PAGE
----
A new study suggests that increasing levels of human noise have a negative impact on bottlenose dolphins, hindering their ability to communicate and cooperate effectively. The research shows that to overcome this, dolphins may resort to shouting louder. The study states that in recent decades, there has been a big increase in human-made noise pollution in the oceans.
Bottlenose Dolphins Shout When Necessary
Efficiency in foraging cooperatively can have a negative impact on individual and population health for animals, including bottlenose dolphins. A study was conducted on two male dolphins named Delta and Reese, where they were observed performing a cooperative task that required them to push a button in different locations within one second of each other. The task was completed under different noise conditions, such as low, medium, high, very high noise, or ambient control – 40 trials were conducted for each condition. The noise was broadband-filtered noise or that of a pressure washer used to clean the lagoon.
Dolphin Shouts Don’t Help Much
The amplitude of whistles increased as noise levels increased, with an increase of 0.08 decibels per one decibel of noise for Reese and 0.14 decibels per one decibel of noise for Delta. The duration of whistles also increased, with Reese lengthening them by 2.8 milliseconds per decibel of noise and Delta by 7.2 milliseconds per decibel of noise. In the very high noise trials, the average duration of Reese’s and Delta’s whistles were 1.85 and 1.66 times longer, respectively, compared to the ambient noise control.
As noise levels increased, Reese and Delta were observed to be more likely to visit the opposite end of the lagoon and come closer to each other. However, there was no indication that they spent more time in sustained close physical proximity. The study authors also highlighted that recent research has demonstrated that bottlenose dolphins’ hearing sensitivity is directional, not just for echolocation clicks but also for communication signals. As a result, the dolphins were more likely to orient toward each other as noise levels increased.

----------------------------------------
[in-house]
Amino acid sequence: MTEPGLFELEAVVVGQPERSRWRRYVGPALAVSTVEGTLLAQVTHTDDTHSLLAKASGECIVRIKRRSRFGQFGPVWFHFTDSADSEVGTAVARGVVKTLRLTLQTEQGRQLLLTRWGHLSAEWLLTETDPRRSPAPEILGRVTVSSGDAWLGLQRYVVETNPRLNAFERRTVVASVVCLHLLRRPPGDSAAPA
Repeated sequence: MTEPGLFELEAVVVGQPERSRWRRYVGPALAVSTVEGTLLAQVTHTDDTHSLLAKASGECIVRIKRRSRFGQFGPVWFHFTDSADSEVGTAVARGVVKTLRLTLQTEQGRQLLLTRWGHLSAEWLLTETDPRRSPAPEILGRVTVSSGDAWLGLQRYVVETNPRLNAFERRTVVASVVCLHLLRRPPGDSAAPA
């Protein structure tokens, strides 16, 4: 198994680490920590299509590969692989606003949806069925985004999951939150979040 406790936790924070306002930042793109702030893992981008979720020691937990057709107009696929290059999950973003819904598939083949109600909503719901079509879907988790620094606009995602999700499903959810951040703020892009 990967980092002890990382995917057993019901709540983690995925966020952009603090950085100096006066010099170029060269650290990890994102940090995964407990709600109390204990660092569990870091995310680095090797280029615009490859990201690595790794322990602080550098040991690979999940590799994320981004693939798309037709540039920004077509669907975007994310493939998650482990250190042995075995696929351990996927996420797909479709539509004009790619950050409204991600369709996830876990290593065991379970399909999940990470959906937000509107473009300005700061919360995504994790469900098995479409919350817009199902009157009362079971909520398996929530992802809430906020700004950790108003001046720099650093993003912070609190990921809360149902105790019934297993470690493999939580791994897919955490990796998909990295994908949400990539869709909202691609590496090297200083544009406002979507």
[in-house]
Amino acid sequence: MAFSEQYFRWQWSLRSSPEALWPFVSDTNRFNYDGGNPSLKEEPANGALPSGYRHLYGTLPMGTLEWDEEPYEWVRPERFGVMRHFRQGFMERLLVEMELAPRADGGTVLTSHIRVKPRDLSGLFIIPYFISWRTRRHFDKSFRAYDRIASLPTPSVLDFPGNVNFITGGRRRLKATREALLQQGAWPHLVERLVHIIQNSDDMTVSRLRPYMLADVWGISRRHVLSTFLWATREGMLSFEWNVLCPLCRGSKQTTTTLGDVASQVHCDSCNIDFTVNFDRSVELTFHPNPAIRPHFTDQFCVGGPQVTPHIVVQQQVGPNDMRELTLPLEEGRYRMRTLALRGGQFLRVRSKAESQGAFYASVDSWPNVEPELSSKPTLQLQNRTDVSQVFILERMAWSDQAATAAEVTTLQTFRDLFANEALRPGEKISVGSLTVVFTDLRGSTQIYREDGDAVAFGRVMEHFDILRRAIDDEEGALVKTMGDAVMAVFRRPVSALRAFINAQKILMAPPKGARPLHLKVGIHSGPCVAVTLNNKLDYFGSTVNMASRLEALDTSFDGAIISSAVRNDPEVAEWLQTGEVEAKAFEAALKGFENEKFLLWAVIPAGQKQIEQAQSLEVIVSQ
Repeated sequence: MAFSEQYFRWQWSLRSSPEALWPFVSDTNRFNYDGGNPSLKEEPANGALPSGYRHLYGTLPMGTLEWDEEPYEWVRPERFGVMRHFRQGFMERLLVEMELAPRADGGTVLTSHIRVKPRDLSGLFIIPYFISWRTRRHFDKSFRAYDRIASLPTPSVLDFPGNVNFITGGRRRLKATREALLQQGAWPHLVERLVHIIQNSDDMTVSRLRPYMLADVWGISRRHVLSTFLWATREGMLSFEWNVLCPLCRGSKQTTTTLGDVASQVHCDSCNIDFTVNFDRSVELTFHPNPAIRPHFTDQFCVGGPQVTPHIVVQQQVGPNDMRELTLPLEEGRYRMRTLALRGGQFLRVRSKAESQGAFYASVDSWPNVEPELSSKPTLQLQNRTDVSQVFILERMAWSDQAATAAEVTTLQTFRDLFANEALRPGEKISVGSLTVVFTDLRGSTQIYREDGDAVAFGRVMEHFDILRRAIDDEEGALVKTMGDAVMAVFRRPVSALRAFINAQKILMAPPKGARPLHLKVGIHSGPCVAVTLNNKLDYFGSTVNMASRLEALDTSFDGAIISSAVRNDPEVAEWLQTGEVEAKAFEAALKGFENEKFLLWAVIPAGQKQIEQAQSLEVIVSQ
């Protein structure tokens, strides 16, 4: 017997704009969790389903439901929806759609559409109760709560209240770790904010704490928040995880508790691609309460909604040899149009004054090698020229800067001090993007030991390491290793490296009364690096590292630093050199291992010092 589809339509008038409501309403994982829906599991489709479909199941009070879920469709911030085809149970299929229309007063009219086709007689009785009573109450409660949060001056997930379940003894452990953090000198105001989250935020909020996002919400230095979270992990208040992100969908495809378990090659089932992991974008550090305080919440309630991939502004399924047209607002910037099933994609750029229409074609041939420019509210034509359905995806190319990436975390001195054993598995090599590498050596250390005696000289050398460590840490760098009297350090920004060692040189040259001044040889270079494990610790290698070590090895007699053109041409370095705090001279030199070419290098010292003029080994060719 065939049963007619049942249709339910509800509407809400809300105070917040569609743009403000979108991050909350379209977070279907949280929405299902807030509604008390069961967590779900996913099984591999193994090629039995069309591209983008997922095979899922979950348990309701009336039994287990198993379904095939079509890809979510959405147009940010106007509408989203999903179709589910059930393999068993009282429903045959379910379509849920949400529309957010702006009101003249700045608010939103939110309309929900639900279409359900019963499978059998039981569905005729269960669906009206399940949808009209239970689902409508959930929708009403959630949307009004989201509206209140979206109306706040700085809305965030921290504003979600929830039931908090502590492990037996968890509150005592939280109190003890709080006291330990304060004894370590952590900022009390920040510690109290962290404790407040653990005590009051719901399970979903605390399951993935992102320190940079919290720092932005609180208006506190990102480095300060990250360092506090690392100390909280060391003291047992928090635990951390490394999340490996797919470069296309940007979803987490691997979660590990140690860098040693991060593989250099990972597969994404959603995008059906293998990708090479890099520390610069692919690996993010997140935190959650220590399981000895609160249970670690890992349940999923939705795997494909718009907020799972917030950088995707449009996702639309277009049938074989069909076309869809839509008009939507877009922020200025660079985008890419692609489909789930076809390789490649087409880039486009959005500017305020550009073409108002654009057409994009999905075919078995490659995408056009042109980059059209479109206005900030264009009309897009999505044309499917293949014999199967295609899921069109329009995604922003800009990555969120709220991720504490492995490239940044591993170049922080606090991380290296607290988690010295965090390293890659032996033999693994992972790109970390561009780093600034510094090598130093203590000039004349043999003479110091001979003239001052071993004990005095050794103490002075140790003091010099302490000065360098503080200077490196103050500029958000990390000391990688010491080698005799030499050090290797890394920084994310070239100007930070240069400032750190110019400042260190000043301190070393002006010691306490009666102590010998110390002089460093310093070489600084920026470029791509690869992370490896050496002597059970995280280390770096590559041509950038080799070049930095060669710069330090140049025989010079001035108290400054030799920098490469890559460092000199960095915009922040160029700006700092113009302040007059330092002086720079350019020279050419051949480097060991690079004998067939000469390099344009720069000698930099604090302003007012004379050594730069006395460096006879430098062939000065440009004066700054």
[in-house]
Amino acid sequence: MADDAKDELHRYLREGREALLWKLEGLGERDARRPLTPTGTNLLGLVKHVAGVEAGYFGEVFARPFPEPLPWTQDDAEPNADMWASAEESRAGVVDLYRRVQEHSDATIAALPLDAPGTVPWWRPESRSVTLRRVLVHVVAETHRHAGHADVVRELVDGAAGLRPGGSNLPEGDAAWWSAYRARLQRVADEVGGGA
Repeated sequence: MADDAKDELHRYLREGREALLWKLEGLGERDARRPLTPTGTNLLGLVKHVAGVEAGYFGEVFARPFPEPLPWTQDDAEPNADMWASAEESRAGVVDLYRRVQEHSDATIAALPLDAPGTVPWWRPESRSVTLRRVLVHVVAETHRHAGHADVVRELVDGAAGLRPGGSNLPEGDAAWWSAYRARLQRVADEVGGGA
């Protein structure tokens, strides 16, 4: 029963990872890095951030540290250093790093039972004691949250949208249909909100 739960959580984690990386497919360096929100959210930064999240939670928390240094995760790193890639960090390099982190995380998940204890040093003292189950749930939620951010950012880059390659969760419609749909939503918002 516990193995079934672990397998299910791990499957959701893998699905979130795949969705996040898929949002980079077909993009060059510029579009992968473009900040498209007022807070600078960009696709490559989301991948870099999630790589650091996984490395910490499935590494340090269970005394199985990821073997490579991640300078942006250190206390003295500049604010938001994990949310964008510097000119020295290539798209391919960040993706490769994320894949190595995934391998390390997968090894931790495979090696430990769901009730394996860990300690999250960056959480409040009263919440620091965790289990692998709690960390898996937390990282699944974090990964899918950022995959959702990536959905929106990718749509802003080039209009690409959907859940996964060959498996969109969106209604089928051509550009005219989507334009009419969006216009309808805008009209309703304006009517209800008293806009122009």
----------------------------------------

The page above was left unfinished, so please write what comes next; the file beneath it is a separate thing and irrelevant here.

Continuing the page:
Despite using compensatory mechanisms, the success rate of the task dropped from 85% in the control trials to 62.5% in the very high noise trials. This suggests that despite the dolphins’ use of these mechanisms, their communication was still impaired by noise. Despite being highly motivated and familiar with the task, the noise still affected their ability to coordinate successfully.
Bottlenose dolphins are not the only species known to increase vocalization in response to human noise, other species, such as the Eastern Bluebirds, have been observed to increase the volume and pitch of their songs in noisier environments. Research from 2015 and 2016 showed that noise from ships could impair the communication of Orcas. A study in 2019 demonstrated that human noise pollution could threaten the survival of various species, both on land and in water.